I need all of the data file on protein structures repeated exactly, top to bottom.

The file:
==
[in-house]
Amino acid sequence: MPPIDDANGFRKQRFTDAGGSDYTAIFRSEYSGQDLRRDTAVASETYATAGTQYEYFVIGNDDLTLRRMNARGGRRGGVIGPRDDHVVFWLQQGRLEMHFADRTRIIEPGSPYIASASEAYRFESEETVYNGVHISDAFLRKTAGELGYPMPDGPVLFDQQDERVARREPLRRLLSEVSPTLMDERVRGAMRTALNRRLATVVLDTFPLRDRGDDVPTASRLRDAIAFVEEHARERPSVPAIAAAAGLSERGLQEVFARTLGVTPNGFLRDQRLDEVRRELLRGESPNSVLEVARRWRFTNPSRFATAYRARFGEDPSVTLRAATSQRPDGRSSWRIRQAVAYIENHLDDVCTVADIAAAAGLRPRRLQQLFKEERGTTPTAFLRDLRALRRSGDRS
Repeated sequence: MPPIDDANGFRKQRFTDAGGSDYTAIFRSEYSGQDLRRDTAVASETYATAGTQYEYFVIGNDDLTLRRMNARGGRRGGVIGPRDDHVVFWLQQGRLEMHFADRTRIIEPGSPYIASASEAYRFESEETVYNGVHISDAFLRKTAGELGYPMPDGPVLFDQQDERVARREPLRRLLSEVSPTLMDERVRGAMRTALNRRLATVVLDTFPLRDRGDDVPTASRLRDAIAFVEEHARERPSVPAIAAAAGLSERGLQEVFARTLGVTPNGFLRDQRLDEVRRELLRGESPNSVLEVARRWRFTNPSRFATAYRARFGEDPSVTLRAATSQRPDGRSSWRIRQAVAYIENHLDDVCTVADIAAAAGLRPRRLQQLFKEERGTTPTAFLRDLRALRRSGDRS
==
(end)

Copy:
[in-house]
Amino acid sequence: MPPIDDANGFRKQRFTDAGGSDYTAIFRSEYSGQDLRRDTAVASETYATAGTQYEYFVIGNDDLTLRRMNARGGRRGGVIGPRDDHVVFWLQQGRLEMHFADRTRIIEPGSPYIASASEAYRFESEETVYNGVHISDAFLRKTAGELGYPMPDGPVLFDQQDERVARREPLRRLLSEVSPTLMDERVRGAMRTALNRRLATVVLDTFPLRDRGDDVPTASRLRDAIAFVEEHARERPSVPAIAAAAGLSERGLQEVFARTLGVTPNGFLRDQRLDEVRRELLRGESPNSVLEVARRWRFTNPSRFATAYRARFGEDPSVTLRAATSQRPDGRSSWRIRQAVAYIENHLDDVCTVADIAAAAGLRPRRLQQLFKEERGTTPTAFLRDLRALRRSGDRS
Repeated sequence: MPPIDDANGFRKQRFTDAGGSDYTAIFRSEYSGQDLRRDTAVASETYATAGTQYEYFVIGNDDLTLRRMNARGGRRGGVIGPRDDHVVFWLQQGRLEMHFADRTRIIEPGSPYIASASEAYRFESEETVYNGVHISDAFLRKTAGELGYPMPDGPVLFDQQDERVARREPLRRLLSEVSPTLMDERVRGAMRTALNRRLATVVLDTFPLRDRGDDVPTASRLRDAIAFVEEHARERPSVPAIAAAAGLSERGLQEVFARTLGVTPNGFLRDQRLDEVRRELLRGESPNSVLEVARRWRFTNPSRFATAYRARFGEDPSVTLRAATSQRPDGRSSWRIRQAVAYIENHLDDVCTVADIAAAAGLRPRRLQQLFKEERGTTPTAFLRDLRALRRSGDRS